Facebook banned in China but it uses it elsewhere to spread 'state-produced propaganda': NYT
Facebook is banned in China but the country uses the social networking website outside of its borders, a New York Times report said Thursday, to spread "state-produced propaganda".
The New York Times report said the Chinese government, through its state media agencies, spends hundreds of thousands of dollars each quarter to buy Facebook ads.
The report added that China is Facebook's biggest advertising market in Asia, even as the service remains proscribed within the country.
Foreign powers' use of Facebook and other social media is in the spotlight in the US with President Donald Trump currently visiting China and with America currently investigating whether Russia had swayed the 2016 presidential election.
Last week, the report said, executives from Facebook, Google and Twitter were grilled in Washington about Russia's use of technolgoy to sway voters during the 2016 presidential elections.
During the hearing, Facebook was asked if China too had used the social networking website to sway American voters.
Facebook’s general counsel replied that, to his knowledge, it had not.
Facebook is just as keen on China as the New York Times report says the country is on the social networking site.
Facebook founder Mark Zuckerberg has spent years courting Facebook.
The Times report said Facebook executives even set up a page to show CCTV, "one of Beijing’s chief propaganda outlets", how to use the platform during President Xi Jinping’s 2015 trip to the United States.
The report said "a look at the Facebook pages of China Central Television, the leading state-owned broadcast network better known as CCTV, and Xinhua, China’s official news agency, reveals hundreds of English-language posts intended for an English-speaking audience".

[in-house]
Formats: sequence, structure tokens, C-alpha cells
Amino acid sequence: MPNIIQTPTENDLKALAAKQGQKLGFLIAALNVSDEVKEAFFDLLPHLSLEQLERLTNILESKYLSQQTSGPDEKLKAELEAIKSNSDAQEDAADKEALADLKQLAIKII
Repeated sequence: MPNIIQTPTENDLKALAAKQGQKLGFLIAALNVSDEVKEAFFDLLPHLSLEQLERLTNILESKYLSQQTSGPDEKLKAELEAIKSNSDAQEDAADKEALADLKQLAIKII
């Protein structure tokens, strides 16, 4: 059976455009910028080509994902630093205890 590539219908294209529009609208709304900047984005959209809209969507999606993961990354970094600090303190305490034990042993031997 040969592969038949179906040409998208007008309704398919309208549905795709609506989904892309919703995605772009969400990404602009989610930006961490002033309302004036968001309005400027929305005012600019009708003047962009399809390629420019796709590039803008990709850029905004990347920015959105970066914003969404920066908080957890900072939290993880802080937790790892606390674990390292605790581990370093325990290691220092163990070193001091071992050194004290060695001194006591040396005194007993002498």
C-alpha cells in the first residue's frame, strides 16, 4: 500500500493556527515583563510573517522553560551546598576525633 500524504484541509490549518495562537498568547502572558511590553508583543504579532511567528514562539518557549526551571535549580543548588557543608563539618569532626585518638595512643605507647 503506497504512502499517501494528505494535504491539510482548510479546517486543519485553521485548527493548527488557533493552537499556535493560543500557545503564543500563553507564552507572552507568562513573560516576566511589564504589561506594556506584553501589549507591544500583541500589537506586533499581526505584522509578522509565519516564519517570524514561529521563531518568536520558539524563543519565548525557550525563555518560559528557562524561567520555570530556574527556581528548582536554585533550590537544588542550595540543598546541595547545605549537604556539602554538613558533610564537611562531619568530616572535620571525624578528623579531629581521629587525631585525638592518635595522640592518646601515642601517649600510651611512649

The Times report said China's use of propaganda on Facebook and other social media is nowhere near as subtle as Russia's but that their "techniques are nonetheless instructive".
It said that China does not post divisive advertisements on Facebook, but instead does what it does at home -- "replicate the sort of news propaganda delivered at home: articles stressing China’s stability and prosperity mixed with posts highlighting chaos and violence in the rest of the world".
"A similar blend of stories — pandas and idyllic Chinese landscapes next to heavy coverage of the mass shooting in Texas — has proliferated across China’s official Facebook channels in the lead-up to Mr. Trump’s visit to Beijing, which began on Wednesday," the Times report said.
"While much of it is unlikely to sway the average American’s mind, such posts reach people across the world, many of whom are newer to the internet and may have a less sophisticated understanding of media. China’s state media has Facebook channels dedicated to Africa and other regions of the world, and it seems evident that it is offering itself as an alternative to the Western media for a more global audience." the Times report added.